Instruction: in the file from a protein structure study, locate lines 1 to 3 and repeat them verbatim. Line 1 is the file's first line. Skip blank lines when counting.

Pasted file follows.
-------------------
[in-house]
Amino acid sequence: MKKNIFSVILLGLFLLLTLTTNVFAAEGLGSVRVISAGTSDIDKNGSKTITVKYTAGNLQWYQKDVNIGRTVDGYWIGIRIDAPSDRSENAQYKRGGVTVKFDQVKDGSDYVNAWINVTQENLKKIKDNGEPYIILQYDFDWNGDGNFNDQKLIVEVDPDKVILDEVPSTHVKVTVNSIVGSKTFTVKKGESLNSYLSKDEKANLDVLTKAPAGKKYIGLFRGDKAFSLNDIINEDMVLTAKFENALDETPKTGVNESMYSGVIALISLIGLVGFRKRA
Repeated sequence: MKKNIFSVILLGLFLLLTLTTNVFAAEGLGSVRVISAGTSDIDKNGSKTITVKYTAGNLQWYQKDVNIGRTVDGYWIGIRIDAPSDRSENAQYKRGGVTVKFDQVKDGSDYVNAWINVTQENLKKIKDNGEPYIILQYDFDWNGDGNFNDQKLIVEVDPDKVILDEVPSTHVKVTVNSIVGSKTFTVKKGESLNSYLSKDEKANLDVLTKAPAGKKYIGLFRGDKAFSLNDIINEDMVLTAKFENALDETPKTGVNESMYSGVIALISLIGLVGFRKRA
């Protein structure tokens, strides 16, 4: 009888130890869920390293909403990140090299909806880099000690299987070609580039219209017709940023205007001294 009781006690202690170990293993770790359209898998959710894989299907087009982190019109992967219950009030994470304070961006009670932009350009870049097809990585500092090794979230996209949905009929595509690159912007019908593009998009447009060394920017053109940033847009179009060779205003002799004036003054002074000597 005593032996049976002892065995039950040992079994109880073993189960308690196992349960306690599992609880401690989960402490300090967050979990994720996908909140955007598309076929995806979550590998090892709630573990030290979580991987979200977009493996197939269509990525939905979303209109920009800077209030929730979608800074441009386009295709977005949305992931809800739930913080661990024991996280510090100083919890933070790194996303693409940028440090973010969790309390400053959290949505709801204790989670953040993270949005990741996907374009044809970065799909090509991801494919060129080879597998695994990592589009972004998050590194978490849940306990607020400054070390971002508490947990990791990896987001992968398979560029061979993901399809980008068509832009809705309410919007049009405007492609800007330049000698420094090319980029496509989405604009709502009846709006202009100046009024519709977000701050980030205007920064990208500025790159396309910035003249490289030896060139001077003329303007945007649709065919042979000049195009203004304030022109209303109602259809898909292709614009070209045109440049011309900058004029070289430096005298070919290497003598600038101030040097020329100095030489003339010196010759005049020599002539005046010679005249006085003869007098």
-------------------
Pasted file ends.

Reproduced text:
[in-house]
Amino acid sequence: MKKNIFSVILLGLFLLLTLTTNVFAAEGLGSVRVISAGTSDIDKNGSKTITVKYTAGNLQWYQKDVNIGRTVDGYWIGIRIDAPSDRSENAQYKRGGVTVKFDQVKDGSDYVNAWINVTQENLKKIKDNGEPYIILQYDFDWNGDGNFNDQKLIVEVDPDKVILDEVPSTHVKVTVNSIVGSKTFTVKKGESLNSYLSKDEKANLDVLTKAPAGKKYIGLFRGDKAFSLNDIINEDMVLTAKFENALDETPKTGVNESMYSGVIALISLIGLVGFRKRA
Repeated sequence: MKKNIFSVILLGLFLLLTLTTNVFAAEGLGSVRVISAGTSDIDKNGSKTITVKYTAGNLQWYQKDVNIGRTVDGYWIGIRIDAPSDRSENAQYKRGGVTVKFDQVKDGSDYVNAWINVTQENLKKIKDNGEPYIILQYDFDWNGDGNFNDQKLIVEVDPDKVILDEVPSTHVKVTVNSIVGSKTFTVKKGESLNSYLSKDEKANLDVLTKAPAGKKYIGLFRGDKAFSLNDIINEDMVLTAKFENALDETPKTGVNESMYSGVIALISLIGLVGFRKRA